If you've seen the stomach-churning photo of Antonio Brown's feet, you've probably also found yourself wondering the obvious: What the hell does that to your feet?
The Raiders star receiver opened training camp on the non-football injury list and only has taken part in part of one practice so far in Napa. Brown's right foot reportedly is bothering him more than his left, and he went to a foot specialist in order to get the ailment that has caused layers of skin to peel off the bottom of his feet diagnosed.
So, what's the deal with AB's feet? Well NBC's Chris Simms has a theory, and it's crazy but not out of the realm of reality for AB.
The Raiders star receiver's condition reportedly is due to him "entering a cryotherapy machine without the proper footwear," a source with knowledge of the situation told Simms.
Insane? Yep. Impossible? For Brown, not at all.
The wide receivers' insatiable work ethic has been well-documented on social media, and there's little surprise the star wideout would utilize cryotherapy in order to train as hard and as often as possible.
Of course, one would hope Brown would know the proper attire if he frequently utilizes said recovery method.
Now, there are different degrees of frostbite, and also a separate ailment known as uncomplicated trench foot. The latter is defined as "a type of non-freezing cold injury. It is a condition that develops when feet are cold and wet for a long time and affects the skin," by the CDC.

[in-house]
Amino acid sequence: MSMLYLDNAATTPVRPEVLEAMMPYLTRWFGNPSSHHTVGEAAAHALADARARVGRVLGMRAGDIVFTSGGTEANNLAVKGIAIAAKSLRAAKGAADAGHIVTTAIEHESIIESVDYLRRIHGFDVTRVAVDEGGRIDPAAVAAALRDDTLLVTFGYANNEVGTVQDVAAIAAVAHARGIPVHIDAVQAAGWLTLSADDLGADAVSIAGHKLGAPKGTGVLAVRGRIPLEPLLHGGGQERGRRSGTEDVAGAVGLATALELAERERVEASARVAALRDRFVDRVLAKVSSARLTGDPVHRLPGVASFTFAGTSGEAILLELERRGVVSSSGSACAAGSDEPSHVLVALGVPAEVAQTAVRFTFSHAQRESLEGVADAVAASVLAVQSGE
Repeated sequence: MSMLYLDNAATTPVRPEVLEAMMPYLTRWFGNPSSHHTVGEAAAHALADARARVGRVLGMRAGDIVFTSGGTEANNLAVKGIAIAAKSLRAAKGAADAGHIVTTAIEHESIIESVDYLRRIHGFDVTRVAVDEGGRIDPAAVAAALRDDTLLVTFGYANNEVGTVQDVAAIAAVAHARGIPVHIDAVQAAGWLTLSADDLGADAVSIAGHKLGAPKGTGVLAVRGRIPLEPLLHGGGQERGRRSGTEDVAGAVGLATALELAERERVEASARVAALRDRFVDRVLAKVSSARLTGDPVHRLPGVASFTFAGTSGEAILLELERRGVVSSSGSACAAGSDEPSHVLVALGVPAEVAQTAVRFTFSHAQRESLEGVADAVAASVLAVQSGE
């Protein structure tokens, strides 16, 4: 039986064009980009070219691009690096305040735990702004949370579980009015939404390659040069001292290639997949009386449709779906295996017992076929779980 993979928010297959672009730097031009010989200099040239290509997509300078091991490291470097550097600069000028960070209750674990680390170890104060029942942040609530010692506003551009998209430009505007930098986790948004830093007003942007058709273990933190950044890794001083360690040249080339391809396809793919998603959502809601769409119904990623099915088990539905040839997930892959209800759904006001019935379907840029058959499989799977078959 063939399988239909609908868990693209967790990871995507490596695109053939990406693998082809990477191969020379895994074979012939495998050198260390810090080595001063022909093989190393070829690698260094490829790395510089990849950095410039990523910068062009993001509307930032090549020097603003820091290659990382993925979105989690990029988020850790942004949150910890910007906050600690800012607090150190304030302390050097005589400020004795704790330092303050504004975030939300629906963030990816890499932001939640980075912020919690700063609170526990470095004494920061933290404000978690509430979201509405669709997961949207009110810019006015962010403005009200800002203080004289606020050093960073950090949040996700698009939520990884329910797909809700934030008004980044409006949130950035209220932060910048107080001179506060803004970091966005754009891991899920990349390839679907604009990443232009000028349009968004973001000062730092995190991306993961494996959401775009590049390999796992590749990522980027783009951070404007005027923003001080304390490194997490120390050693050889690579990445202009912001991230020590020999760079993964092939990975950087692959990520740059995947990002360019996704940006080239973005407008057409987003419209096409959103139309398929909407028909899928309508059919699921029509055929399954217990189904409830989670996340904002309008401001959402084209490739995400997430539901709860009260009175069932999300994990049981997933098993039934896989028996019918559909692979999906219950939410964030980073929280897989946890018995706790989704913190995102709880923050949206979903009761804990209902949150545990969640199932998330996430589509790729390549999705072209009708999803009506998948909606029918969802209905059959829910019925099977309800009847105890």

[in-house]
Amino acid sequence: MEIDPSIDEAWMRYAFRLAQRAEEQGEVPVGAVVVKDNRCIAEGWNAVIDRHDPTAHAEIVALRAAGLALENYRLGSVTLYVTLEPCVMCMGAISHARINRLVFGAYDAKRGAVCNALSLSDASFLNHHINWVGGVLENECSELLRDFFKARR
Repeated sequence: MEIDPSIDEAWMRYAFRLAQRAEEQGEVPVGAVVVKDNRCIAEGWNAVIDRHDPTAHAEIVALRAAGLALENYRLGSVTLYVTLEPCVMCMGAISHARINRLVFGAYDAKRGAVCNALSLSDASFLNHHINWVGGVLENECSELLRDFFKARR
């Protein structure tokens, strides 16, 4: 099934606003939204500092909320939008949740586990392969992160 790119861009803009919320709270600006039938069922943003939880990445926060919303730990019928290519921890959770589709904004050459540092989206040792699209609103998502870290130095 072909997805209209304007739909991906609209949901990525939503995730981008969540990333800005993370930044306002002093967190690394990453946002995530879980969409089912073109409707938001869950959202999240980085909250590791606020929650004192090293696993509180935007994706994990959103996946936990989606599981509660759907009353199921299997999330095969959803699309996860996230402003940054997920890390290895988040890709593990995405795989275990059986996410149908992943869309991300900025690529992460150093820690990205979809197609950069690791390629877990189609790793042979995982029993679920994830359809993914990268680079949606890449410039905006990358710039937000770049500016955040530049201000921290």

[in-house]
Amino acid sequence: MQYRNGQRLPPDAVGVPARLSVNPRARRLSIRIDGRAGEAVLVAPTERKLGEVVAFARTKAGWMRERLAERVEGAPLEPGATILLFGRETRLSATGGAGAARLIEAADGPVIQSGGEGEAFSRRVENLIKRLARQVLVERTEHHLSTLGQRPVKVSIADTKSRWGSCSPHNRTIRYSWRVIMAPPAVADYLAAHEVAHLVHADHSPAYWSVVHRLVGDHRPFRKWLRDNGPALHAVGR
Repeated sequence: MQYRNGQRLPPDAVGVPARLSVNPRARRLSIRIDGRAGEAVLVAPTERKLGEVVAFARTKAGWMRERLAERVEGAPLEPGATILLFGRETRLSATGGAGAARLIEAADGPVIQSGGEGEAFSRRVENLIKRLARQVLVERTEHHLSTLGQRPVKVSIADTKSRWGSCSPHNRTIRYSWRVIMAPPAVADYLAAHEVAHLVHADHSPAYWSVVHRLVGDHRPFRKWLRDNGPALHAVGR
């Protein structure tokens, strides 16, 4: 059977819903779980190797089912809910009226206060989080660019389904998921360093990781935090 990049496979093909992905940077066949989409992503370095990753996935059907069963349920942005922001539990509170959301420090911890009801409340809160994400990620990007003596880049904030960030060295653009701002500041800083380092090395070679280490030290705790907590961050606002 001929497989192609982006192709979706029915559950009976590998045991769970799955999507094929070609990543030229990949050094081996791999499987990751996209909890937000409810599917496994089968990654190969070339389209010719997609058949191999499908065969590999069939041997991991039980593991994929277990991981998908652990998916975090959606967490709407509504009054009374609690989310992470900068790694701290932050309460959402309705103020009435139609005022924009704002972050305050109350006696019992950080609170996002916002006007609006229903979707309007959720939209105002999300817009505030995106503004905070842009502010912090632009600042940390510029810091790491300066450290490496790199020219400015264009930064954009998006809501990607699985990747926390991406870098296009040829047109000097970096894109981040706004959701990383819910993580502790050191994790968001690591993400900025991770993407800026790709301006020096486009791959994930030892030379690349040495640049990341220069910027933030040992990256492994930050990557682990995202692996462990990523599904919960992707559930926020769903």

Per the CDC:
"The foot may be red, dry, and painful after it becomes warm. Blisters may form, followed by skin and tissue dying and falling off. In severe cases, untreated trench foot can involve the toes, heel, or entire foot."
The last part would seem to jive with the photos we've seen of Brown's foot. It's possible Simms' source believed they are one in the same since Brown's feet don't appear to have the look of frostbitten feet. But I'm not a doctor, so we'll leave the diagnosing to the professionals.
Simms also discussed the possibility of Brown having a condition called unidentified Buc fungus, which the former quarterback had when he was in Tampa Bay.
Dr. David J. Chao, also known as @ProFootballDoc, doesn't buy the frostbite idea, but could see the ailment being of the fungal variety.
A) It just doesnt look like frostbite. Even if it was that doesn't explain the overlying infection. Still looks macerated from moisture not cold.— David J. Chao (@ProFootballDoc) August 6, 2019
B) Hard to get frostbite in cryotherapy tank as time is so short (only minutes). Even if frostbite, toes (with lots of skin against cold air) more susceptible, not bottom of feet where there is good circulation (and assuming stand in chamber) is somewhat insulated against floor.— David J. Chao (@ProFootballDoc) August 6, 2019
C) The part about "unidentified Buc fungus" seems true. There seems to be overlying superficial infection.— David J. Chao (@ProFootballDoc) August 6, 2019
The mystery continues.